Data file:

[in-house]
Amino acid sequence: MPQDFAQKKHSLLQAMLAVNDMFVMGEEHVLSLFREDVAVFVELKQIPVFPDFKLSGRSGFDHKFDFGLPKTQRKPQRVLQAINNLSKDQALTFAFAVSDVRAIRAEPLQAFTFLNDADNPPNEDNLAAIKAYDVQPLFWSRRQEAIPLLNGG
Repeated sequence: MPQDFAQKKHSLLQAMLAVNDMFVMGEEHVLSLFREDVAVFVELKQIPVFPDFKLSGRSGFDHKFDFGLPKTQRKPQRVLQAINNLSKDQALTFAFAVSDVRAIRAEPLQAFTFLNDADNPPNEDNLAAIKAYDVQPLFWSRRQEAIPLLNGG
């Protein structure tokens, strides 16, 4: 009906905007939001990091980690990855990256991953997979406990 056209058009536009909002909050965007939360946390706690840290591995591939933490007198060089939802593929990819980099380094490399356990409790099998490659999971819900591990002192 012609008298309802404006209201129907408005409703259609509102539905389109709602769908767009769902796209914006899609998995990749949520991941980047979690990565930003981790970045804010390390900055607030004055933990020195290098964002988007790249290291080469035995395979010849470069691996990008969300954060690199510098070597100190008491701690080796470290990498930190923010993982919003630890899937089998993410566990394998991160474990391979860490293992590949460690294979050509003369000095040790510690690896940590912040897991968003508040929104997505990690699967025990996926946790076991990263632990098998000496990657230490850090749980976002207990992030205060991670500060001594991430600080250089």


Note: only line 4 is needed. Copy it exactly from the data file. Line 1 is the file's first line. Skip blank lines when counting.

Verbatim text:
């Protein structure tokens, strides 16, 4: 009906905007939001990091980690990855990256991953997979406990 056209058009536009909002909050965007939360946390706690840290591995591939933490007198060089939802593929990819980099380094490399356990409790099998490659999971819900591990002192 012609008298309802404006209201129907408005409703259609509102539905389109709602769908767009769902796209914006899609998995990749949520991941980047979690990565930003981790970045804010390390900055607030004055933990020195290098964002988007790249290291080469035995395979010849470069691996990008969300954060690199510098070597100190008491701690080796470290990498930190923010993982919003630890899937089998993410566990394998991160474990391979860490293992590949460690294979050509003369000095040790510690690896940590912040897991968003508040929104997505990690699967025990996926946790076991990263632990098998000496990657230490850090749980976002207990992030205060991670500060001594991430600080250089």